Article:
• Fiona Jane posted an update in the group Group logo of MT30-Histology Art ABMT30-Histology Art AB 1 year, 4 months ago


    Microscopic Photos of Digestive System Tissue

    • Stomach – is a muscular organ located on the left side of the upper abdomen. The stomach receives food from the esophagus. As food reaches the end of the esophagus, it enters the stomach through a muscular valve called the lower esophageal sphincter.

      The stomach secretes acid and enzymes that digest food. Ridges of muscle tissue called rugae line the stomach. The stomach muscles contract periodically, churning food to enhance digestion. The pyloric sphincter is a muscular valve that opens to allow food to pass from the stomach to the small intestine.

        • Pancreas – The pancreas is an organ located in the abdomen. It plays an essential role in converting the food we eat into fuel for the body’s cells. The pancreas has two main functions: an exocrine function that helps in digestion and an endocrine function that regulates blood sugar.

          The pancreas is located behind the stomach in the upper left abdomen. It is surrounded by other organs including the small intestine, liver, and spleen. It is spongy, about six to ten inches long, and is shaped like a flat pear or a fish extended horizontally across the abdomen.

            • Small Intestine – The small intestine is part of your digestive system. It makes up part of the long pathway that food takes through your body, called the gastrointestinal (GI) tract. When food leaves your stomach, it enters the small intestine, also called the small bowel. The small bowel connects to the large bowel, also called the large intestine or colon. The intestines are responsible for breaking food down, absorbing its nutrients and solidifying the waste. The small intestine is the longest part of the GI tract, and it is where most of your digestion takes place.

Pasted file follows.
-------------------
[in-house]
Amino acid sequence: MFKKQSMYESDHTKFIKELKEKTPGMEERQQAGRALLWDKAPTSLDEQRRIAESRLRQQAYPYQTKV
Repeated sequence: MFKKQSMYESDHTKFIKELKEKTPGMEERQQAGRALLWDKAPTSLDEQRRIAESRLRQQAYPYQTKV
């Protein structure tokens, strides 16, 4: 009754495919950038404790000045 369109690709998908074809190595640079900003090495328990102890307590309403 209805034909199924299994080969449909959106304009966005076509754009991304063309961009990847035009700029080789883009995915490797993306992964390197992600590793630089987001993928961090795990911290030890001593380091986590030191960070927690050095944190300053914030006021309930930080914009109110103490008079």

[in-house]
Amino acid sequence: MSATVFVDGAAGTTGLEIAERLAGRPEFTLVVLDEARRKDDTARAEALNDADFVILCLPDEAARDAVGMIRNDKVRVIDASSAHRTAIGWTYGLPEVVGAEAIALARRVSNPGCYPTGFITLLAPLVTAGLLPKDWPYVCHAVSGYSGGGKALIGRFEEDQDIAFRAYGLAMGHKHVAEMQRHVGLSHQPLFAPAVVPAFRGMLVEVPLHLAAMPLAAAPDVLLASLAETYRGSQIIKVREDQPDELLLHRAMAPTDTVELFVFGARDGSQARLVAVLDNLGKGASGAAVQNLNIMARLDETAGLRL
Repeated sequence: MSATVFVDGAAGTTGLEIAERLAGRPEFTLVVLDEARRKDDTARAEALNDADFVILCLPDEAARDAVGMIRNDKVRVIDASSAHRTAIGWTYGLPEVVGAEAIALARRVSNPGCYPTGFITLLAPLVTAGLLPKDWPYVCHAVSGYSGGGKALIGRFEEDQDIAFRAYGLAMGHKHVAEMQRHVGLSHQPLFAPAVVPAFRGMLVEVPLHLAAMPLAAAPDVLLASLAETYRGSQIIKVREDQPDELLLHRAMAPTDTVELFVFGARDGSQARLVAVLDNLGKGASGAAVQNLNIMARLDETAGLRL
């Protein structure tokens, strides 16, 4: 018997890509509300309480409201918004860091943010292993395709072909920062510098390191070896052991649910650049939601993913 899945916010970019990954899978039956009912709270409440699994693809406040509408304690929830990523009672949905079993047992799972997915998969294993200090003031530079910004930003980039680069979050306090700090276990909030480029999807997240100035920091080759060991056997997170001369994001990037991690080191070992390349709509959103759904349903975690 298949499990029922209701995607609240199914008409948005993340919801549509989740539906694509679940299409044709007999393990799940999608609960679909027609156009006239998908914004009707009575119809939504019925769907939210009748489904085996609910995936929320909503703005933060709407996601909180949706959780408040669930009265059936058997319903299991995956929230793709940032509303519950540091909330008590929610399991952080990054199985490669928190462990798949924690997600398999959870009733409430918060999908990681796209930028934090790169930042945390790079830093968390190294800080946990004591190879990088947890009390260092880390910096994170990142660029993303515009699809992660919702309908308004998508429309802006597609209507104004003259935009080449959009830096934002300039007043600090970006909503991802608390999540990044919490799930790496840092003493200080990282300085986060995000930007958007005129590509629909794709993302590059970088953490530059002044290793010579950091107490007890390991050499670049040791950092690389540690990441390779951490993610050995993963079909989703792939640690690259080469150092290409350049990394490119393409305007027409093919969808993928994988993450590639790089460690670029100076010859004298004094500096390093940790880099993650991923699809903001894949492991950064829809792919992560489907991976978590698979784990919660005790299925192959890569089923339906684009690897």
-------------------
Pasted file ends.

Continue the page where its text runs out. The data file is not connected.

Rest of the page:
• Large Intestine – The large intestine is larger in diameter than the small intestine. It begins at the ileocecal junction, where the ileum enters the large intestine, and ends at the anus. The large intestine consists of the colon, rectum, and anal canal.

                  Unlike the small intestine, the large intestine produces no digestive enzymes. Chemical digestion is completed in the small intestine before the chyme reaches the large intestine. Functions of the large intestine include the absorption of water and electrolytes and the elimination of feces.

                    • Duedenum – The duodenum, the first and shortest section of the small intestine, is a key organ in the digestive system. The small intestine’s most important function is to digest nutrients and pass them into the blood vessels—located in the intestinal wall—for absorption of the nutrients into the bloodstream.

                      Together, the duodenum and other organs of the alimentary canal (the pathway by which food enters the body and solid wastes are expelled) form the digestive system of the body.

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